But not only is there evidence of cattle migration from South Asia to the Caucasus and the steppe, there is also evidence of possible sheep migration.
As per this study on mtDNA diversity in Indian sheep,
“Previous studies on mitochondrial DNA analysis of sheep from different regions of the world have revealed the presence of two major- A and B, and three minor- C, D and E maternal lineages. Lineage A is more frequent in Asia and lineage B is more abundant in regions other than Asia… The breed differentiation in Indian sheep was essentially due to variable contribution of two major lineages to different breeds, and sub- structuring of lineage A, possibly the latter resulting from genetic drift. Nucleotide diversity of this lineage was higher in Indian sheep (0.014 ± 0.007) as compared to that of sheep from other regions of the world (0.009 ± 0.005 to 0.01 ± 0.005). Reduced median network analysis of control region and cytochrome b gene sequences of Indian sheep when analyzed along with available published sequences of sheep from other regions of the world showed that several haplotypes of lineage A were exclusive to Indian sheep. Given the high nucleotide diversity in Indian sheep and the poor sharing of lineage A haplotypes between Indian and non-Indian sheep, we propose that lineage A sheep has also been domesticated in the east of Near East, possibly in Indian sub-continent. ”
Haplotype A is more widespread and frequent in Asia while mtDNA haplotype B is more common in Europe.
The above is an map from another paper which shows the relative distribution of various sheep mtDNA lineages. One can observe that the mtDNA A lineage (in Blue) predominates in Asia while mtDNA B (in Red) predominates in Europe. However, it is also evident that mtDNA A has a significant presence in the Caucasus as well as on the European steppe and Northern Europe. Considering its likely origin in South Asia and its presence in the Caucasus and steppe, this may again indicate that a sheep lineage spread out from South Asia to these two regions along with the Zebu cattle and was accompanied by human migration as well.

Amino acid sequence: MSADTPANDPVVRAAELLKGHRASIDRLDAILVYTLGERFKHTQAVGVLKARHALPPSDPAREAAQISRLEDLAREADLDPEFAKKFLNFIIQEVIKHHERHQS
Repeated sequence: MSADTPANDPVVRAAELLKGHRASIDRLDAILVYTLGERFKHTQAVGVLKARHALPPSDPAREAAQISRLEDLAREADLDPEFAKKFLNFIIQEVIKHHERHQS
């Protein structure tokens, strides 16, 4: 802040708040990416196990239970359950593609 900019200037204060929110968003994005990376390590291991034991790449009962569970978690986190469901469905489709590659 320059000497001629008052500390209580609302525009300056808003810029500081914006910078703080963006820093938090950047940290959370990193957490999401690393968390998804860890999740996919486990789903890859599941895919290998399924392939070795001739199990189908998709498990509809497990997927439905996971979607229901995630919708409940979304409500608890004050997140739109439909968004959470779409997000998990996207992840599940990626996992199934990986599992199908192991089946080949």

We also have evidence from actual animal aDNA.
There is ancient dog DNA from a Corded ware site that shows possible Indian dog and Indian wolf admixture. The study involved aDNA from 3 dog samples, one of which, labelled as CTC, came from a corded ware site in Germany. Corded ware culture, as many here would know, is considered the 1st IE culture in Europe proper which was heavily influenced by Yamnaya groups from steppe.
In a peer review file, the authors respond to one of the critics in the following manner,
A key finding of our analysis is indeed that CTC appears to share some ancestry that is predominantly found in modern Indian dogs (which we refer to as India-like as it is also found in Central Asian and Middle Eastern dogs). All analyses that incorporate some model of admixture show this. We would argue that visually CTC is approximately halfway between European and
Indian dogs rather than being “clustered with Indian dogs”, but nonetheless, any Indian-like component inferred from this PCA analysis is clearly significant, as correctly pointed out by the reviewer. CTC also appears to show a clear Indian component in both the NGSadmix and ADMIXTURE clustering analysis, on the order of 25% (so closer to modern Europeans and thus
consistent with the Neighbor joining tree analysis). The MixMapper and ADMIXTUREGRAPH analysis also point to other higher values of Indian-like admixture.
The below admixture graph from the same paper explains the likely path of admixture from Indian dogs into the Corded ware CTC dog sample.
Whether it be domesticated cattle, sheep or dogs, their movement is usually associated with the movement or migration of humans. In this case, we can see migration into the steppe of all three domesticated species from a likely origin in South Asia. So can we also detect some signs of human migration into the steppe. While we have clearly seen the signs of human migration from South & Central Asia into the Caucasus associated with a cultural and technological package, such evidence for steppe is much harder to come by. More so because of the absolute rarity of aDNA from South Asia.
But nevertheless, there is tentative evidence. Let us go through it.
There was this recent paper which was covered by Razib on his blog.
In it the authors make the following observation :-